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Biden Says Finland, Sweden ‘Meet Every NATO Requirement’

President Joe Biden on May 19 wholeheartedly backed the bids of Finland and Sweden for North Atlantic Treaty Organization (NATO) membership, saying the two countries meet every requirement for joining the alliance.

“Sweden and Finland have strong democratic institutions, strong militaries, and strong and transparent economies, and a strong moral sense of what is right,” Biden said in prepared remarks in the White House’s Rose Garden.

Having two new members in northern Europe “will enhance the security of our alliance and deepen our security cooperation across the board,” he added.

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Top US, Russian Generals Speak for First Time Since Ukraine Invasion

The top U.S. military officer, General Mark Milley, spoke by telephone with Russia’s Chief of General Staff Valery Gerasimov, the Pentagon said on Thursday, the first conversation between the two since Russia’s invasion of Ukraine in February.

“The military leaders discussed several security-related issues of concern and agreed to keep the lines of communication open,” said a spokesman for Milley, the chairman of the U.S. Joint Chiefs of Staff.

“In accordance with past practice, the specific details of their conversation will be kept private,” the spokesman added.

The U.S. military readout did not mention any specific issues that were discussed.

RIA news agency, citing the Russian defense ministry, said the two military leaders discussed issues of “mutual interest,” including Ukraine.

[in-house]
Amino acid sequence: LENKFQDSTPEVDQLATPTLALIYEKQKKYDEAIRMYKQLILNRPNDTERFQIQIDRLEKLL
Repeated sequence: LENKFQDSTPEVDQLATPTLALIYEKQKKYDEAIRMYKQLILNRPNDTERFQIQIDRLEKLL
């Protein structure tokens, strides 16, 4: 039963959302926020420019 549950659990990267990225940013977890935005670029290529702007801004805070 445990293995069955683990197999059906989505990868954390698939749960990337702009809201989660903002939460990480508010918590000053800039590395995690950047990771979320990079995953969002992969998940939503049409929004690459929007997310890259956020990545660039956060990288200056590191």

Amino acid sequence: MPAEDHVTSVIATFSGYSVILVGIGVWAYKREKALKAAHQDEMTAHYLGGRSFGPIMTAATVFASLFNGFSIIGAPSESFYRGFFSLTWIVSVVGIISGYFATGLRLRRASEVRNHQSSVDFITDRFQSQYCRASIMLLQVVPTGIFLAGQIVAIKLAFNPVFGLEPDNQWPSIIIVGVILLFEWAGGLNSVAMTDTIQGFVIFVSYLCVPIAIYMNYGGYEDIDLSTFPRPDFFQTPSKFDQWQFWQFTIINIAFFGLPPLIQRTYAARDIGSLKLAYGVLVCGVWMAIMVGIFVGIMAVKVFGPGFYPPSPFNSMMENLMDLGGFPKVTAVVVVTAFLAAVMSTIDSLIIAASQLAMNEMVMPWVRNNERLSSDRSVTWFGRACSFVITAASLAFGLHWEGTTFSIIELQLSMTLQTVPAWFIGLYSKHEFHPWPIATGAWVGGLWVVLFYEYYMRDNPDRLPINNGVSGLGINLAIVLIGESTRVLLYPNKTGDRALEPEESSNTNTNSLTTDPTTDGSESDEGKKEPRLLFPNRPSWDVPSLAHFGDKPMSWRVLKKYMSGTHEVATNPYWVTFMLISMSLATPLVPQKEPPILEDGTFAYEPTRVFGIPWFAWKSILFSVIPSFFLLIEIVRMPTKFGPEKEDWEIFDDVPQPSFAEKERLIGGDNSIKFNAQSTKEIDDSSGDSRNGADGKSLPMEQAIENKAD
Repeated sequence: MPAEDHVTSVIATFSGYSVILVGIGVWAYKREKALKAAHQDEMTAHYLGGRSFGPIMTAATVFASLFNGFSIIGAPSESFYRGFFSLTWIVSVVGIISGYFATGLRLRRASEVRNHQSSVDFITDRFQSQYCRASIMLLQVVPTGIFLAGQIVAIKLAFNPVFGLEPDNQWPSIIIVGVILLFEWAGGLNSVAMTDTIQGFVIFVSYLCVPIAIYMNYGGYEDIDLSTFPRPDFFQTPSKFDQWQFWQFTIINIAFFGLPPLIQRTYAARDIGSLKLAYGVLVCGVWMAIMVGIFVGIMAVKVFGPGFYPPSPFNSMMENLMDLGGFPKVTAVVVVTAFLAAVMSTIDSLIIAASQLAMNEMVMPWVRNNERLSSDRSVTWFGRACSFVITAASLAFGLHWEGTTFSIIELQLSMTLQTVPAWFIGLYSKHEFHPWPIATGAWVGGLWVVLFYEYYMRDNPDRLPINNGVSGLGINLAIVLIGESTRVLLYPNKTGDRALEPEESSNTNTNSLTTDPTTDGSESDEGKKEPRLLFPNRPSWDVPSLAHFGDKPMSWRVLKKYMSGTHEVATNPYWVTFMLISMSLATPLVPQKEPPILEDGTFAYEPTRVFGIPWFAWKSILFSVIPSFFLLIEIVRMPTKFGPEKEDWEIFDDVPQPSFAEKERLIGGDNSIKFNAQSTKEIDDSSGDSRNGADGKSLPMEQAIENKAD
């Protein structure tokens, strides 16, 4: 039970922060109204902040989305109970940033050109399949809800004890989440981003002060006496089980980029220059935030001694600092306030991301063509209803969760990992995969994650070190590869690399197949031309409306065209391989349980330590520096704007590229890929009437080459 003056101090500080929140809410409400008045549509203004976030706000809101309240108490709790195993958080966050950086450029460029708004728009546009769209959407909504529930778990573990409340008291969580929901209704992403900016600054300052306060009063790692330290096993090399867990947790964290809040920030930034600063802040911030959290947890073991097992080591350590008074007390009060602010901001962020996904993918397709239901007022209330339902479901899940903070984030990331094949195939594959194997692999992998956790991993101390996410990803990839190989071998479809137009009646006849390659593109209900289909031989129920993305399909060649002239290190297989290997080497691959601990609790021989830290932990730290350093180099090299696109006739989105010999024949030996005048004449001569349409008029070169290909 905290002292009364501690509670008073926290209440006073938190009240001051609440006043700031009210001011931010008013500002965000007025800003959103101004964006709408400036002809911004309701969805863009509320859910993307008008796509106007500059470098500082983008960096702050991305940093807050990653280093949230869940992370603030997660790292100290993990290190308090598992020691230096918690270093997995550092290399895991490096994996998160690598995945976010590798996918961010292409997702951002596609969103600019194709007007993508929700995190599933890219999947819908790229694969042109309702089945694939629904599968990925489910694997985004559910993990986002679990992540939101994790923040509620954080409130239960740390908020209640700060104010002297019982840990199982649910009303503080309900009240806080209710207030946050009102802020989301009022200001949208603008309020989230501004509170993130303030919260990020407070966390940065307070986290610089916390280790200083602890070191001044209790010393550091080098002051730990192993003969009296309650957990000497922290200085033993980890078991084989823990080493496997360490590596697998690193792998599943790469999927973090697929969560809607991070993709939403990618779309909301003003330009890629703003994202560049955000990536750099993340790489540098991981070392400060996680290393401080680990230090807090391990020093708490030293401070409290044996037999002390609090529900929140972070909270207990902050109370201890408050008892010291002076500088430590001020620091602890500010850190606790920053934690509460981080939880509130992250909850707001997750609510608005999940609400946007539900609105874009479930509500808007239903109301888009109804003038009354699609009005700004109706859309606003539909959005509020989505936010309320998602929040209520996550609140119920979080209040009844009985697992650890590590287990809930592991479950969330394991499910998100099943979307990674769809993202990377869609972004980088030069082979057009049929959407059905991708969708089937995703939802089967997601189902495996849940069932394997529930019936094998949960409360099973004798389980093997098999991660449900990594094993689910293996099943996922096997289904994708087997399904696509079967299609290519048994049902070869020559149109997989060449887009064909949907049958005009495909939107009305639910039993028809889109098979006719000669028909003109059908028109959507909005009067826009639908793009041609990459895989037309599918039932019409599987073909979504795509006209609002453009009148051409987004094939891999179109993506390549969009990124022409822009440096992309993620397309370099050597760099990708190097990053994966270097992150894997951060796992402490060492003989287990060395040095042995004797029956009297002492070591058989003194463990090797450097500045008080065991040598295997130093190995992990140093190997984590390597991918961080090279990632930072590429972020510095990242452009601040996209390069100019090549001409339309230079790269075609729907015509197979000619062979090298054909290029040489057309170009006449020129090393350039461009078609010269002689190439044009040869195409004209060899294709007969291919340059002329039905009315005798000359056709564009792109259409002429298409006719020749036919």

The call took place after U.S. Defense Secretary Lloyd Austin spoke with his Russian counterpart last week, and the Pentagon chief called for an immediate ceasefire in Ukraine.

The United States and Russia have established a hotline since the invasion—which Moscow calls a “special military operation”—began on Feb. 24 to prevent miscalculation and any widening of the conflict.

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Blinken Accuses Russia of Using Food as a Weapon in Ukraine

U.S. Secretary of State Antony Blinken accused Russia on Thursday of using food as a weapon in Ukraine by holding “hostage” the food supply for not just millions of Ukrainians, but also millions around the world who rely on Ukrainian exports.

Addressing the United Nations Security Council, Blinken appealed to Russia to stop blockading Ukrainian ports. Russia invaded Ukraine on Feb. 24 to carry out what Moscow calls a “special military operation.”

“The Russian government seems to think that using food as a weapon will help accomplish what its invasion has not – to break the spirit of the Ukrainian people,” he said. “The food supply for millions of Ukrainians and millions more around the world has quite literally been held hostage by the Russian military.”

The war in Ukraine has caused global prices for grains, cooking oils, fuel and fertilizer to soar.

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NATO Head ‘Confident’ of Sweden, Finland Bid

Turkey’s leader opposes having Sweden and Finland join NATO, but the military alliance’s top official says he expects the issue to be resolved and the two Nordic nations to become members soon.

NATO Secretary-General Jens Stoltenberg said Thursday he was ”confident that we will come to a quick decision to welcome both Sweden and Finland to join the NATO family.”

Stoltenberg told reporters in Copenhagen, Denmark that “we are addressing the concerns that Turkey has expressed.”

Turkey’s approval of Finland and Sweden’s application to join the Western military alliance is crucial because NATO makes decisions by consensus.